Last week we were getting ready for releasing the stable 1.12.
I spent the week doing UI fine-tuning and minor bug fixes:
- The Renderer Appearance editor now allows one to fold or unfold all setting groups by right-clicking on one of the group titles.
- One can open the editor to view the settings of read-only profiles.
- The Updater settings dialog works like the other dialogs; no more Ok/Cancel but just a Close button. Changes to the settings get applied immediately when interacting with the widgets.
- Added the option to start downloading available updates automatically.
- Fixed typing a ~ character in the console (U.S. keyboard): the state of the Shift key was not being communicated to the bindings system when one was entering text.
- Hexen: game messages were not being shown in the console log. The 'msg-echo' cvar was not defaulting to 1 as it should.
Last Friday we hit build 1000. This is a nice round number and in practice it means that the build system has now been running continuously for a full thousand days — 2.7 years, in other words. It pleases me to see that development is continuing at a good pace now that changes can be pushed out rapidly. Quoting yours truly from February 2011
Let us consider for a moment the significance of this development. As Doomsday is a hobby project, it is only natural that team members stray out from the source trunk into developing interesting and fancy new things. However, this does not help at all with producing actual releases that people at large might want to use. In essence, the situation is missing gravity: the far-flung development branches need a constant pull to become part of the official release stream. Hand-made releases lack gravity because it is cumbersome to make them and no one wants to do that on a regular basis. Hence, no releases for months on end. Also, important bug fixes are left stranded on some development branch with a bunch of half-finished changes with no way to get them released quickly. But with an automated build system churning out releases effortlessly (and on a regular schedule), we have the necessary gravity to motivate team members to finalize their work and integrate it back to the trunk (in reasonably-sized chunks) to get it released.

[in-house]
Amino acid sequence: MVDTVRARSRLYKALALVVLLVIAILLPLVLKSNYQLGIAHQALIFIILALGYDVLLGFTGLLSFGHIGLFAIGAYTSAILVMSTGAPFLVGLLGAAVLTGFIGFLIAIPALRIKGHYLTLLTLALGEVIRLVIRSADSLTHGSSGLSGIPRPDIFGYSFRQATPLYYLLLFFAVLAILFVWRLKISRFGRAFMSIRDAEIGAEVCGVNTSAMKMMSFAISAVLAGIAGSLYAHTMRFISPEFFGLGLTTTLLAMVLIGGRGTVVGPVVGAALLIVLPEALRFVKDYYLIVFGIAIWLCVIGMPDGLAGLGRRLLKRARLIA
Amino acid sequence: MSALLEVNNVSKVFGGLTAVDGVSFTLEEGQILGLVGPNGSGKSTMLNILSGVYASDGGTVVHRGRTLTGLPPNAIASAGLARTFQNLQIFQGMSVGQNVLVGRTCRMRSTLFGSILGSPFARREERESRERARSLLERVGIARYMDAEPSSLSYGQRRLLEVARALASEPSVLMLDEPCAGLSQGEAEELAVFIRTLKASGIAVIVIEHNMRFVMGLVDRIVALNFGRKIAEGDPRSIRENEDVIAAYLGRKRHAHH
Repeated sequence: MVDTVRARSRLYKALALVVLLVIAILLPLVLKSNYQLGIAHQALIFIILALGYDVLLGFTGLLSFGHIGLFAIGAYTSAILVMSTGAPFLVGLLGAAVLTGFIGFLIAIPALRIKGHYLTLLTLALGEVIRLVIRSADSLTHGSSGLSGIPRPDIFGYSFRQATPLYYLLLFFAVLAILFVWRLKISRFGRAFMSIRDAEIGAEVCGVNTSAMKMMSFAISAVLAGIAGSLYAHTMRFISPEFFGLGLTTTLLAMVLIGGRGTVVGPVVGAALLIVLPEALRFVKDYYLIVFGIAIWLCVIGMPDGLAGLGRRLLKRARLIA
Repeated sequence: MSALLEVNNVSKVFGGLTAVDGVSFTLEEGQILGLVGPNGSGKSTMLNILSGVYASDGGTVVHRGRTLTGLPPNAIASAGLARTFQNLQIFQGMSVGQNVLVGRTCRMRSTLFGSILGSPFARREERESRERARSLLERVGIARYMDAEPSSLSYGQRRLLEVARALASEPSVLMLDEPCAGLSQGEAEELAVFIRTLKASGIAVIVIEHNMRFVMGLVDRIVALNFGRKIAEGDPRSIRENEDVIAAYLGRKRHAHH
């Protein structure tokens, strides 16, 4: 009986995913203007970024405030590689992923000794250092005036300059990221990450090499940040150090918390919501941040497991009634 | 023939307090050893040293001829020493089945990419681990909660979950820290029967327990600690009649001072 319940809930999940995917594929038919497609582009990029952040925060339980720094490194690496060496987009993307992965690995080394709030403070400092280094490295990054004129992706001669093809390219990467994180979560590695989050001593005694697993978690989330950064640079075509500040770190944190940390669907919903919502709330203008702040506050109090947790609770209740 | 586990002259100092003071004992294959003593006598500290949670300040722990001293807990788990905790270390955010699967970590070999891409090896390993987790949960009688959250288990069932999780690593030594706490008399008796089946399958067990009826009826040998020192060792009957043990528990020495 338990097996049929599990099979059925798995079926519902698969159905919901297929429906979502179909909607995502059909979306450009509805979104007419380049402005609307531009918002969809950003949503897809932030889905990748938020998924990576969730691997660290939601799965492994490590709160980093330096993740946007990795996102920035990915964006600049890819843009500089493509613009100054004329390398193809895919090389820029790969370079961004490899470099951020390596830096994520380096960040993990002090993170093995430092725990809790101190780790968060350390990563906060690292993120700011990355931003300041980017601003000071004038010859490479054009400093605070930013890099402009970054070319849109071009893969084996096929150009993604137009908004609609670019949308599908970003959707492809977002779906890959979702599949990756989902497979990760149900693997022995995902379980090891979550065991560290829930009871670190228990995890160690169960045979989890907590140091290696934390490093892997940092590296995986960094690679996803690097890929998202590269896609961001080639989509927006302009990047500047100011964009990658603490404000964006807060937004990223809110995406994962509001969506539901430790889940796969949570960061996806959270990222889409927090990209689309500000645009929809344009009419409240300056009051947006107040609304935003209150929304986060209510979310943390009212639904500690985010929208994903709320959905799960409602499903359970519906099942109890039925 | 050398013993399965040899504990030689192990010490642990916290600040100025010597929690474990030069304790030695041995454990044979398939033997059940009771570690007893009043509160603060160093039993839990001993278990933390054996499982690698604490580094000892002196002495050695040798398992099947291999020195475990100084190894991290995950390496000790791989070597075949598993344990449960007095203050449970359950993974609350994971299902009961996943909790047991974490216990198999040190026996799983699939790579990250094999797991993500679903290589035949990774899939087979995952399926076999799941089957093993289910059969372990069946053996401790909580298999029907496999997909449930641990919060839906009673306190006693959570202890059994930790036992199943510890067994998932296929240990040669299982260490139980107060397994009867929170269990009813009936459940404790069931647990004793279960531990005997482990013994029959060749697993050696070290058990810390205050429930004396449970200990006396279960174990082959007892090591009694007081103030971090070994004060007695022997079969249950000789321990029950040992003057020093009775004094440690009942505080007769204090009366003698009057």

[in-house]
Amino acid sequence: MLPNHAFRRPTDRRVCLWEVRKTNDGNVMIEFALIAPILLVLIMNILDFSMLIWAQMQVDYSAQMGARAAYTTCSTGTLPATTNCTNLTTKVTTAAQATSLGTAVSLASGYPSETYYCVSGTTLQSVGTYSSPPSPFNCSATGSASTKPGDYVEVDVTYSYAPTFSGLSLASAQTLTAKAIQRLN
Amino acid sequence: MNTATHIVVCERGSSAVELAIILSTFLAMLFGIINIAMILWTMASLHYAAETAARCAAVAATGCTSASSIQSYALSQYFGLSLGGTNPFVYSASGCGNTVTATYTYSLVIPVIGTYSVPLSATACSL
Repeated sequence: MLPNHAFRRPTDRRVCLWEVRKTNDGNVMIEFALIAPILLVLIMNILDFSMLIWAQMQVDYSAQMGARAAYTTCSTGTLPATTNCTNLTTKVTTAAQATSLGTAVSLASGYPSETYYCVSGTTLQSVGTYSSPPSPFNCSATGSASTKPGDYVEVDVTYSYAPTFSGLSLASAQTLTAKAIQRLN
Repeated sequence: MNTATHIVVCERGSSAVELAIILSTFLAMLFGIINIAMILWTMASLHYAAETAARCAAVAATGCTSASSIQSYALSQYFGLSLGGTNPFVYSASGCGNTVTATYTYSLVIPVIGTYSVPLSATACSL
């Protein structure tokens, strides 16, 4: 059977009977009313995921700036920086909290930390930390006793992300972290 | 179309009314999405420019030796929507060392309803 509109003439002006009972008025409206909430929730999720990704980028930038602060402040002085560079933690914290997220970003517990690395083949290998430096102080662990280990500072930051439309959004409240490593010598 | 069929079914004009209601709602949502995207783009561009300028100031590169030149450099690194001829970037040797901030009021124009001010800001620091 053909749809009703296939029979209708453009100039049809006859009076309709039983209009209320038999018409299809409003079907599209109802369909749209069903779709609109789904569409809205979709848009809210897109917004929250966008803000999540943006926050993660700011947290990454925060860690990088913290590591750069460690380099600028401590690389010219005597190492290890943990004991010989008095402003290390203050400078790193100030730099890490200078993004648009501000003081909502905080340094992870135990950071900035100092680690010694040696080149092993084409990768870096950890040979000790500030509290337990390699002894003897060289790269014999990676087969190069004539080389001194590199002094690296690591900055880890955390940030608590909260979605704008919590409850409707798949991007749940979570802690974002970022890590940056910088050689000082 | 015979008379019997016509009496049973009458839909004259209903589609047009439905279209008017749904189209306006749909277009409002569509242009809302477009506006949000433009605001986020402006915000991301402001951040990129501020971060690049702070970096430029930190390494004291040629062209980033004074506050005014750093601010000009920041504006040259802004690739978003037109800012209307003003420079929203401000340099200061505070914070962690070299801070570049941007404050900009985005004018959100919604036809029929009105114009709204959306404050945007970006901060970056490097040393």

We are releasing stable 1.12.0 this week. There will be a candidate build every day until one is deemed good enough for a stable designation.